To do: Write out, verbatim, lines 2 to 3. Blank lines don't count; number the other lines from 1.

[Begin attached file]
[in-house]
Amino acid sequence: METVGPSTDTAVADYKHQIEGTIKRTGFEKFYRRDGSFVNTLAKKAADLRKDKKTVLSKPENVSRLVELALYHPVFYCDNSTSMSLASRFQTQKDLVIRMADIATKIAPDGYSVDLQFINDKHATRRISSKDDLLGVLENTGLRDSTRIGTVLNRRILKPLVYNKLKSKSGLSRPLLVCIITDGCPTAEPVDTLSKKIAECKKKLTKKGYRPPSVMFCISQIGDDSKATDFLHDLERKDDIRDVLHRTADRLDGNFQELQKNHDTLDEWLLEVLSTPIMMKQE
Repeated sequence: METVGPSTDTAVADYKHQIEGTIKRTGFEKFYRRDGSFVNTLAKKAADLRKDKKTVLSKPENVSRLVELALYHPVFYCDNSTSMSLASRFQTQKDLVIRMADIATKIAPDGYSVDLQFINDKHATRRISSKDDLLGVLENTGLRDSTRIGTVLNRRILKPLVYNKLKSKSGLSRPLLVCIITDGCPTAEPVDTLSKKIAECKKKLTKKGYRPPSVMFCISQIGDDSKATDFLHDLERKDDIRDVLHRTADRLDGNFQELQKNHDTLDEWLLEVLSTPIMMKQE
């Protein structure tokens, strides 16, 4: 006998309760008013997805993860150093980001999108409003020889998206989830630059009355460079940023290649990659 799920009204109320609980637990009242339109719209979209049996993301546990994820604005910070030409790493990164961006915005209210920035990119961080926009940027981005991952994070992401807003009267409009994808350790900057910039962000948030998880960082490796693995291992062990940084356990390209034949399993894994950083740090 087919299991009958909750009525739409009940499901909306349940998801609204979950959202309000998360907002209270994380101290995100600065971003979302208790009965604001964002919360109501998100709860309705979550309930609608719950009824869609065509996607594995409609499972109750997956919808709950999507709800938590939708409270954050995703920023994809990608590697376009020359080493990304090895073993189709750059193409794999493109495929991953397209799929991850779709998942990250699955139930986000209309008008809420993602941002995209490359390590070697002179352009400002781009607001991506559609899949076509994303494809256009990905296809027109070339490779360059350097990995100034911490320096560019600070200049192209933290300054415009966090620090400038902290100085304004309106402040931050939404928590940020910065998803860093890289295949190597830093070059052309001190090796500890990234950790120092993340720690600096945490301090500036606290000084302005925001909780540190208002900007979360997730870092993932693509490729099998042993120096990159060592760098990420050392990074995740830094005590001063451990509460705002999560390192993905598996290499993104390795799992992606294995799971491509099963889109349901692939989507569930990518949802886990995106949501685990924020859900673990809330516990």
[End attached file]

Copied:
Amino acid sequence: METVGPSTDTAVADYKHQIEGTIKRTGFEKFYRRDGSFVNTLAKKAADLRKDKKTVLSKPENVSRLVELALYHPVFYCDNSTSMSLASRFQTQKDLVIRMADIATKIAPDGYSVDLQFINDKHATRRISSKDDLLGVLENTGLRDSTRIGTVLNRRILKPLVYNKLKSKSGLSRPLLVCIITDGCPTAEPVDTLSKKIAECKKKLTKKGYRPPSVMFCISQIGDDSKATDFLHDLERKDDIRDVLHRTADRLDGNFQELQKNHDTLDEWLLEVLSTPIMMKQE
Repeated sequence: METVGPSTDTAVADYKHQIEGTIKRTGFEKFYRRDGSFVNTLAKKAADLRKDKKTVLSKPENVSRLVELALYHPVFYCDNSTSMSLASRFQTQKDLVIRMADIATKIAPDGYSVDLQFINDKHATRRISSKDDLLGVLENTGLRDSTRIGTVLNRRILKPLVYNKLKSKSGLSRPLLVCIITDGCPTAEPVDTLSKKIAECKKKLTKKGYRPPSVMFCISQIGDDSKATDFLHDLERKDDIRDVLHRTADRLDGNFQELQKNHDTLDEWLLEVLSTPIMMKQE